Carl Milles Papers
SERIES I: Biographical contains materials related to the life of Carl Milles and includes correspondence and legal information. Of special note is Milles’ correspondence with Tony Rosenthal and Douglas Froeb which include Milles’ thoughts on spirituality and philosophy.
SERIES II: Art Work contains documents relating to the art work of Carl Milles and includes his notes on his works, lists of holdings of his work at Cranbrook, and a photocopied scrapbook concerning the Aloe Memorial Plaza.
SERIES III: Publications contains publications and some clippings about Carl Milles as well as catalogs of exhibitions. Of special note are an unknown magazine clipping and an article by Luc Willink concerning Cranbrook Foundation and George Gough Booth.
SERIES IV: Events includes documents relating to events in Milles’ life including his seventieth birthday celebration and his informal speech given at Kingswood School.
SERIES V: Realia consists of a pouch belonging to Carl Milles. It is not known at this time what the pouch was used for.
- 1917 - 2000
- Majority of material found within 1929 - 1945
- Milles, Carl, 1875-1955 (Person)
Access to the collection is unrestricted.
Copyright to this collection is held by the Cranbrook Educational Community, the Missouri Historical Society and the Archives of American Art. Permission to use collection materials must be requested in writing.
Carl Emil Wilhelm Anderson was born 23 June 1875 at Orby in Lagga near Upsala, Sweden. He was the eldest son and second child of Lt. Emil (Mille, hence Milles’ adopted name) Anderson and his wife, Walborg Tissel. Milles lived at a boarding house in Stockholm while attending the Jacobskala (1885-1892). When he left school he was apprenticed to a cabinet maker/wood worker and attended night classes (1892-1897) in woodwork, and later in carving and modeling. After this period of work-study, he attended the technical school full time and was awarded a prize of 200 kroner from the Swedish Arts and Crafts Society. He then accepted a position to help manage a school of Swedish gymnastics in Santiago, Chile. However, upon reaching Paris on his way to Marseilles (en route) to South America he changed his plans.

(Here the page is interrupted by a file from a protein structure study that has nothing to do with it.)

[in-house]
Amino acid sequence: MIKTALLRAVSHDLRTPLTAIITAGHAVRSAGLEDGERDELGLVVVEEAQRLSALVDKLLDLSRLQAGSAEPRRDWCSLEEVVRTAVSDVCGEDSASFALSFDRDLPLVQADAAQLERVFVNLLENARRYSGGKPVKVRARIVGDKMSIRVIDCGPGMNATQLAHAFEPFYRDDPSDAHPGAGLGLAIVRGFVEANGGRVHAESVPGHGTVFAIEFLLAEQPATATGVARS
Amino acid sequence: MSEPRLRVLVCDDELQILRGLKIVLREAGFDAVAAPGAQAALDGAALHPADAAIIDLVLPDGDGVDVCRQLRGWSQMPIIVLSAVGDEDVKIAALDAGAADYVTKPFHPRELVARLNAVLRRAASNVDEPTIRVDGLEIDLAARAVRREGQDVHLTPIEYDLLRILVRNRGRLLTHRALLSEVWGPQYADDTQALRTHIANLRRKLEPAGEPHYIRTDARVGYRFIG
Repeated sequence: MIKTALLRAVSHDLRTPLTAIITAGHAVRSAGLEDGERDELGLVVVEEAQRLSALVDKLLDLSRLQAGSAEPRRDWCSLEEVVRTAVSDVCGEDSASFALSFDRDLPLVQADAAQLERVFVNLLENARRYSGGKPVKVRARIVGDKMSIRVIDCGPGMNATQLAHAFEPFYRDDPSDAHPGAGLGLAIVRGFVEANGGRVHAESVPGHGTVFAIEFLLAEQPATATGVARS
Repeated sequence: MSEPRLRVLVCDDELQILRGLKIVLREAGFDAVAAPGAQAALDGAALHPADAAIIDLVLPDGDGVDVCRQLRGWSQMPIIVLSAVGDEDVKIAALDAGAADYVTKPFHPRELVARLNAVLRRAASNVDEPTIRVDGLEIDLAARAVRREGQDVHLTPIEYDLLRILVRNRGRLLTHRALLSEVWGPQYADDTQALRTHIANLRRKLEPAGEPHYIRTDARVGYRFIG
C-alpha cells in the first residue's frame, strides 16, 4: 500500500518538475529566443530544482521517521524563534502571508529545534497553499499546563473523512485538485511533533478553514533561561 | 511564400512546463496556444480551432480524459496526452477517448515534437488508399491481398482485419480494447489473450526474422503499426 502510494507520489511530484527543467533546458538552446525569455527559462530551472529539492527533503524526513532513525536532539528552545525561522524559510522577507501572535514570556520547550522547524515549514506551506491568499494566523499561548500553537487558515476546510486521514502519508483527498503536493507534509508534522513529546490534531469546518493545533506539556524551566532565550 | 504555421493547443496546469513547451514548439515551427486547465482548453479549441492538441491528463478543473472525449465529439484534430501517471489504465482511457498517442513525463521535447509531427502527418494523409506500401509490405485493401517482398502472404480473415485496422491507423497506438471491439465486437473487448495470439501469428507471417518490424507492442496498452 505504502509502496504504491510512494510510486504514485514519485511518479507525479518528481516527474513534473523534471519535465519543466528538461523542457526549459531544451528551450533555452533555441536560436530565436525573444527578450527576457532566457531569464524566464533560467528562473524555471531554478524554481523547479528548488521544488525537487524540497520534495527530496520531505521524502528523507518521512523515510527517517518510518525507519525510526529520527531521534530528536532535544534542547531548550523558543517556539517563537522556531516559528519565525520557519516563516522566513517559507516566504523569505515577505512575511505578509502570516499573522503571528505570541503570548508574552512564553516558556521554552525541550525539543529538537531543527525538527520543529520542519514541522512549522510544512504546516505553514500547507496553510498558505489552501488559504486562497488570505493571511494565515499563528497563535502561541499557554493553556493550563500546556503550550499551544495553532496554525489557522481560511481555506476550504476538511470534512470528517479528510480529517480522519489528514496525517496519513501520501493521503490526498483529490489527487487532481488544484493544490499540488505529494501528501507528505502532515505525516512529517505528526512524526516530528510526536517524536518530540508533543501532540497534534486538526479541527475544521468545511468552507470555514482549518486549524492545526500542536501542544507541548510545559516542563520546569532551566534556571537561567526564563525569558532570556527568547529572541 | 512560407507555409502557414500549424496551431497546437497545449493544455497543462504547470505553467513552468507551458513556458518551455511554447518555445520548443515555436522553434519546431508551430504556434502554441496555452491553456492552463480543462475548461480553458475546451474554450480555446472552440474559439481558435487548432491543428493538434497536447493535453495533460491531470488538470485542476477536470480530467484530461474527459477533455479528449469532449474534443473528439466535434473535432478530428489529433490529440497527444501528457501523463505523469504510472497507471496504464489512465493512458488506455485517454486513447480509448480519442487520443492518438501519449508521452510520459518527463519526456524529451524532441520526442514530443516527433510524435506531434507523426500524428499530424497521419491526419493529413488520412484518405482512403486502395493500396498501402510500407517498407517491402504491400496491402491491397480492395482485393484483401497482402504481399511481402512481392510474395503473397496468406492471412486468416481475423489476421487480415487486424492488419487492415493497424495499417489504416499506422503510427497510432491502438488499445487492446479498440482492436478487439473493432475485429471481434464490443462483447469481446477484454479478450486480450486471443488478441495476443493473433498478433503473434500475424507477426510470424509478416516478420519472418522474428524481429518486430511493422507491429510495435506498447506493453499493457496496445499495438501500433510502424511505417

Milles remained in Paris until 1904, attempting to support himself with work jobbed out by master cabinetmakers, while continuing to teach himself modeling and trying to establish professional recognition as a sculptor. In 1899 he was admitted to the Salon for the first time. In 1902, his maquette for the Sten Sture monument at Upsala University received an initial fourth prize, but a popular vote by the students awarded it a first, and it was the design eventually chosen, establishing his Swedish reputation. Disagreements and lack of funds delayed the completion of the monument until 1925. Between 1903-1904 he traveled in various parts of Western Europe and in 1905 Milles married painter Olga Granner. From 1906-1908 he suffered a cycle of ill health and short recoveries. In spite of these setbacks, in 1908, he began to build a home at Hersud, Lidingo, near Stockholm.
In 1914, a major group of his works at the Baltic exposition in Malmo, Sweden garnered favorable attention from European critics, however, World War I interfered with further building his reputation on the continent. Feeling that his earlier works did not meet his new standards, Milles destroyed most of the work in his Lidingo studio in 1917.
By 1920, he had become Professor of Modeling at the Royal Academy of Art, Stockholm. His newest works were given a prominent place at the Tercentenary Exhibition, Stockholm. A large fountain project at Holmberg was completed in the same year (1923). The occasion of his 50th birthday was celebrated in the Swedish press: he had become the pre-eminent sculptor in Sweden. However, his increasing simplification of form and daring with subject matter also brought with it increasing adverse criticism in his home country.